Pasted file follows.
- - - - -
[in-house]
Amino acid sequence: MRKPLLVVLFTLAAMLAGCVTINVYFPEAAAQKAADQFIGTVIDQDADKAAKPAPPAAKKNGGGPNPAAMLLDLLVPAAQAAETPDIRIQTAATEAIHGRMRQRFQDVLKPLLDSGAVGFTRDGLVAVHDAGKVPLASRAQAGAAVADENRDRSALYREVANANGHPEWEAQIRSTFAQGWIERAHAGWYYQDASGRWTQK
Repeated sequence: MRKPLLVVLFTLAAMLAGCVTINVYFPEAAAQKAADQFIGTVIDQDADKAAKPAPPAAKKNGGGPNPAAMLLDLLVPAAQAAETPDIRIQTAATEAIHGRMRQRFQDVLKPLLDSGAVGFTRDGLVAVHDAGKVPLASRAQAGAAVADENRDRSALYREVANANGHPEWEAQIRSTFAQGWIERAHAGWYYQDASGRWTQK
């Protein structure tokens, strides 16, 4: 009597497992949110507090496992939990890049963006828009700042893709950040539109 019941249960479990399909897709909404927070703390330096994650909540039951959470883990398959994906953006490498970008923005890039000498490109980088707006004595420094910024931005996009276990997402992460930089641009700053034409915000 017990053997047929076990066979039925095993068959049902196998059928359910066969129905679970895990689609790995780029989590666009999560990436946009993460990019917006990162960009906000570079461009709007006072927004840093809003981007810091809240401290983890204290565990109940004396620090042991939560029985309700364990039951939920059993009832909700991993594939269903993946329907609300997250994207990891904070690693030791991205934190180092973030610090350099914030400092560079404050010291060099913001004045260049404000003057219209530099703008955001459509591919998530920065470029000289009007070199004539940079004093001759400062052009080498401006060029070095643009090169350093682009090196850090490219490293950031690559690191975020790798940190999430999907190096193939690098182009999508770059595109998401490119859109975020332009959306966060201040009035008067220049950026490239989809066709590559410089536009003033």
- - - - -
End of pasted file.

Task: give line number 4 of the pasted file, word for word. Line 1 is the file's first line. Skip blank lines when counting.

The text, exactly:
């Protein structure tokens, strides 16, 4: 009597497992949110507090496992939990890049963006828009700042893709950040539109 019941249960479990399909897709909404927070703390330096994650909540039951959470883990398959994906953006490498970008923005890039000498490109980088707006004595420094910024931005996009276990997402992460930089641009700053034409915000 017990053997047929076990066979039925095993068959049902196998059928359910066969129905679970895990689609790995780029989590666009999560990436946009993460990019917006990162960009906000570079461009709007006072927004840093809003981007810091809240401290983890204290565990109940004396620090042991939560029985309700364990039951939920059993009832909700991993594939269903993946329907609300997250994207990891904070690693030791991205934190180092973030610090350099914030400092560079404050010291060099913001004045260049404000003057219209530099703008955001459509591919998530920065470029000289009007070199004539940079004093001759400062052009080498401006060029070095643009090169350093682009090196850090490219490293950031690559690191975020790798940190999430999907190096193939690098182009999508770059595109998401490119859109975020332009959306966060201040009035008067220049950026490239989809066709590559410089536009003033």